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Volkswagen executive, Oliver Schmidt, sentenced to 7 years in prison over emission scandal

Oliver Schmidt, a U.S.-based Volkswagen AG executive, who oversaw emissions issues has been sentenced to seven years in prison and fined $400,000, for his role in a diesel emissions scandal that has cost the German automaker as much as $30 billion.

According to Reuters, the prison sentence and fine for Schmidt, were the maximum possible under a plea deal in August the German national made with prosecutors after admitting to charges of conspiring to mislead U.S regulators and violate clean-air laws.

“It is my opinion that you are a key conspirator in this scheme to defraud the United States,” U.emissionS. District Judge Sean Cox of Detroit told Schmidt in court on Wednesday. “You saw this as your opportunity to shine … and climb the corporate ladder at VW.”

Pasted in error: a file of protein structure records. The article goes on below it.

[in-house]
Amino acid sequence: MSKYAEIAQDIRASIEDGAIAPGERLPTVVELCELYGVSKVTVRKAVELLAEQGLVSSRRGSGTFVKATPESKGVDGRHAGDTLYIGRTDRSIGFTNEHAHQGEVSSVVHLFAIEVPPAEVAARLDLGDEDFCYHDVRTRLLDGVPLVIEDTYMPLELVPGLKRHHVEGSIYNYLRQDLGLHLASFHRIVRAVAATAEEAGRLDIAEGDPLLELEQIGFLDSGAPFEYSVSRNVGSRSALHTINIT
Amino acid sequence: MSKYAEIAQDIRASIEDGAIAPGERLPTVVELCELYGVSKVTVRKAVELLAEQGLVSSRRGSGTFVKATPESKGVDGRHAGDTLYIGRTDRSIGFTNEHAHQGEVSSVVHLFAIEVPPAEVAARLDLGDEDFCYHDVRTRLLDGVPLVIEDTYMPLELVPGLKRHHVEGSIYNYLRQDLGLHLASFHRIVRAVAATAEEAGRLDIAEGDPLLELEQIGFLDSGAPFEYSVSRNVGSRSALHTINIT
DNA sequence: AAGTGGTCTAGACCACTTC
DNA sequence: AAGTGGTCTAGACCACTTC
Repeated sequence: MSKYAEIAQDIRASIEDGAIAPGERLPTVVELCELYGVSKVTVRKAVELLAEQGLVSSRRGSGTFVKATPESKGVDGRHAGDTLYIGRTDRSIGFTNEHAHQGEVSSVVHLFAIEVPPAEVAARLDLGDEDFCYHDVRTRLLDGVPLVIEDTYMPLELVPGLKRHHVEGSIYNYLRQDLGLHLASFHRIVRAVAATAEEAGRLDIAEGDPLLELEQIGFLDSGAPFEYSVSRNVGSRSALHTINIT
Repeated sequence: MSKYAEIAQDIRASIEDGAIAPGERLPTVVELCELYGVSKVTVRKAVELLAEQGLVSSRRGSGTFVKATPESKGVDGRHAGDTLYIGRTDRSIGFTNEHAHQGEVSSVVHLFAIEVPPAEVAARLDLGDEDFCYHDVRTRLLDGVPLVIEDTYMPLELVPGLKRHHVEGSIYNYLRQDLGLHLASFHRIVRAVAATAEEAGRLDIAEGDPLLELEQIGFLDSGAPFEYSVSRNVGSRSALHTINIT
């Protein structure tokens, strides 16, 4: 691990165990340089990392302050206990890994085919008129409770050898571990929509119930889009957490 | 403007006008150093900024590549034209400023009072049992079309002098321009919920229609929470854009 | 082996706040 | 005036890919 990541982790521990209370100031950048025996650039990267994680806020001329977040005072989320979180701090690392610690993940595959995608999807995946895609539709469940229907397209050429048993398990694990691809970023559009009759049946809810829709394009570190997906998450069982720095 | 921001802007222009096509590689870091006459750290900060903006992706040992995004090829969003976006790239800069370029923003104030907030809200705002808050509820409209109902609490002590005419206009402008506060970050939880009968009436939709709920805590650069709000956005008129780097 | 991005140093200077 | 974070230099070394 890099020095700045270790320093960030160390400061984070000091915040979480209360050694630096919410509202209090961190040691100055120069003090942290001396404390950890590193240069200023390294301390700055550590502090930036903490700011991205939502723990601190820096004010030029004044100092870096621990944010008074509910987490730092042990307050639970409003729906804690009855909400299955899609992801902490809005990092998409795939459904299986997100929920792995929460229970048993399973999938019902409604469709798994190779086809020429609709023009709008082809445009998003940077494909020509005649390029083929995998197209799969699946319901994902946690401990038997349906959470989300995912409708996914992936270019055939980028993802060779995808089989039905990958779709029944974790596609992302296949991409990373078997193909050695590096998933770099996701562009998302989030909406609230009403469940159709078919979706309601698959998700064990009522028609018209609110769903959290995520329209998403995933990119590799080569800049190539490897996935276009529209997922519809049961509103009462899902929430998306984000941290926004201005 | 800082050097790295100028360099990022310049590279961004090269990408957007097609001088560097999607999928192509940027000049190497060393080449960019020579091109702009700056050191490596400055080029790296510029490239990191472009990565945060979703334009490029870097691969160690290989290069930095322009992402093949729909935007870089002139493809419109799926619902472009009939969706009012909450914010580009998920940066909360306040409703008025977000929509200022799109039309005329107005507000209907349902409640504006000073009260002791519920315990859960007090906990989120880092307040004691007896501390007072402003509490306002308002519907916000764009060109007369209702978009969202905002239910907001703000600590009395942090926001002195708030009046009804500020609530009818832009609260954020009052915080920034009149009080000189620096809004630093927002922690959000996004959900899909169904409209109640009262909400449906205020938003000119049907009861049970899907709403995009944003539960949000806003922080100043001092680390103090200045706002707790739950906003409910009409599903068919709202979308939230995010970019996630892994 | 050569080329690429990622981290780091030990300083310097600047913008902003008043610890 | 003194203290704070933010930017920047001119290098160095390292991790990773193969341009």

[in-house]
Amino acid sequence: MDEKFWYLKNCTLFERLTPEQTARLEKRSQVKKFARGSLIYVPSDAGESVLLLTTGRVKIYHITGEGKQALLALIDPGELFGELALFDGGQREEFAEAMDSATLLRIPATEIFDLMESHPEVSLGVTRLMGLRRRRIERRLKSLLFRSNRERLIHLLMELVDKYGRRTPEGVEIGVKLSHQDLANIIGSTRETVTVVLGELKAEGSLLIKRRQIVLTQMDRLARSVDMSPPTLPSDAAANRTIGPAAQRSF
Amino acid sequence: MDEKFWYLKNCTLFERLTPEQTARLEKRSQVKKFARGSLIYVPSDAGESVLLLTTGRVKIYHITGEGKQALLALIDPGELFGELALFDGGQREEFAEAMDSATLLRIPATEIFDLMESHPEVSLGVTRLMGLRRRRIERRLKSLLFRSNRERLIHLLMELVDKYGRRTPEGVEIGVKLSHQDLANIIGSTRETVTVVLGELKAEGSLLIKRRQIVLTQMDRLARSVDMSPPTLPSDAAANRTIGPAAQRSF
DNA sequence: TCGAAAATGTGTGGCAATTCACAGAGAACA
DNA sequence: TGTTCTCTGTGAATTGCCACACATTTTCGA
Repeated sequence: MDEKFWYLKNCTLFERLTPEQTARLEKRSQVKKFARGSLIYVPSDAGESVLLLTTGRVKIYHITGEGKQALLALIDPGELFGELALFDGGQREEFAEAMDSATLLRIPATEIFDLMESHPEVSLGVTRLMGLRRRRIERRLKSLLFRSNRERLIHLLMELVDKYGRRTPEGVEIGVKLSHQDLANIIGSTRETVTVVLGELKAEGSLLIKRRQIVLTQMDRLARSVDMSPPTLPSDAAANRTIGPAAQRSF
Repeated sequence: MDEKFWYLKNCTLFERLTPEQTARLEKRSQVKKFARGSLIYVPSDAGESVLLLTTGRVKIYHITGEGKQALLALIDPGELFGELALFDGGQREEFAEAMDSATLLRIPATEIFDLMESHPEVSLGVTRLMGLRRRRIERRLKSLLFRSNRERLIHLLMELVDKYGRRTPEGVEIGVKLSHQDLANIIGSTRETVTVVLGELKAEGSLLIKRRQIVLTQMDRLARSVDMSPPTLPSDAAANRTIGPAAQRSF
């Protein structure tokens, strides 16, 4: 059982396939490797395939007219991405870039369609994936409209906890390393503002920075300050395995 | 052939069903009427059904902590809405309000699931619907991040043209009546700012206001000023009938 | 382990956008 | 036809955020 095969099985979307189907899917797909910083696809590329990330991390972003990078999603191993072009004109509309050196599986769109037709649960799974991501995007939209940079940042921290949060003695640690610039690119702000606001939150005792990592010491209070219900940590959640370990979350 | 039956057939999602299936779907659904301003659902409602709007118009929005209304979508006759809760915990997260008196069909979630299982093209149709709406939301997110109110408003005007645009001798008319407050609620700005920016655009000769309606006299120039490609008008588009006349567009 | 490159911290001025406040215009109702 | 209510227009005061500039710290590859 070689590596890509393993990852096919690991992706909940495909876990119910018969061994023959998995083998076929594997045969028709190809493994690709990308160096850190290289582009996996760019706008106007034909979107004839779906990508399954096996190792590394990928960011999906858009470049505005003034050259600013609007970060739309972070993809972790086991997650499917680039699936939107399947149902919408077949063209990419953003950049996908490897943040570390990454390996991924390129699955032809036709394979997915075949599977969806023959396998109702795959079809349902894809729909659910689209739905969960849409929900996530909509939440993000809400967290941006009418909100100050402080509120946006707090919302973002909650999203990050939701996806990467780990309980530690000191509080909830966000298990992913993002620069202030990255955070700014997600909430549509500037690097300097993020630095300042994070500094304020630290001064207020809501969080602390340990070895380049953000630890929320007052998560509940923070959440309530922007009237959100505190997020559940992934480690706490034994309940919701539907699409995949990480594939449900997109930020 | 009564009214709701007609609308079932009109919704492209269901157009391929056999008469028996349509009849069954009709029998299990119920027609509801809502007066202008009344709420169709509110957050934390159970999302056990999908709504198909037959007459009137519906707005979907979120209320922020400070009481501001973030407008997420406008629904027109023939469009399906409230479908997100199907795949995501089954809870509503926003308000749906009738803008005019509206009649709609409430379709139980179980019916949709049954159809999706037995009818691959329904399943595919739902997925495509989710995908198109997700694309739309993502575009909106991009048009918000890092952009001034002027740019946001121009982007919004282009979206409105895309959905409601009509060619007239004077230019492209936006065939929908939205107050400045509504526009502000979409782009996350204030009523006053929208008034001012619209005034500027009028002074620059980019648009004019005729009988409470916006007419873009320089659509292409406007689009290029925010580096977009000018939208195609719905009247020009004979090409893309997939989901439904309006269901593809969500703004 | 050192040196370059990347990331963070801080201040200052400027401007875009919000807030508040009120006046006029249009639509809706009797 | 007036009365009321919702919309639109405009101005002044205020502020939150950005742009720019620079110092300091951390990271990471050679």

Schmidt read a written statement in court acknowledging his guilt and broke down when discussing his family’s sacrifices on his behalf since his arrest in January.

“I made bad decisions and for that I am sorry,” he said.

U.S. Department of Justice trial attorney Benjamin Singer argued in court that Schmidt was “part of the decision making process” at VW to hide a scheme to fake vehicle emissions results and had opportunities tell regulators the truth.

“Every time he chose to lie,” Singer said.

In March, Volkswagen pleaded guilty to three felony counts under a plea agreement to resolve U.S. charges that it installed secret software in vehicles in order to elude emissions tests.

U.S. prosecutors have charged eight current and former Volkswagen executives. Six of those remain at large.

Volkswagen rebounded from the scandal during the past year. Chief Executive Matthias Mueller last month predicted record deliveries of vehicles for the company this year, and the Volkswagen car brand has said it expects record deliveries for 2017, and raised its midterm profitability outlook.

At the Los Angeles auto show last week, the head of Volkswagen’s U.S. operations declared, “we’re back,” citing improved U.S. vehicle sales.

 

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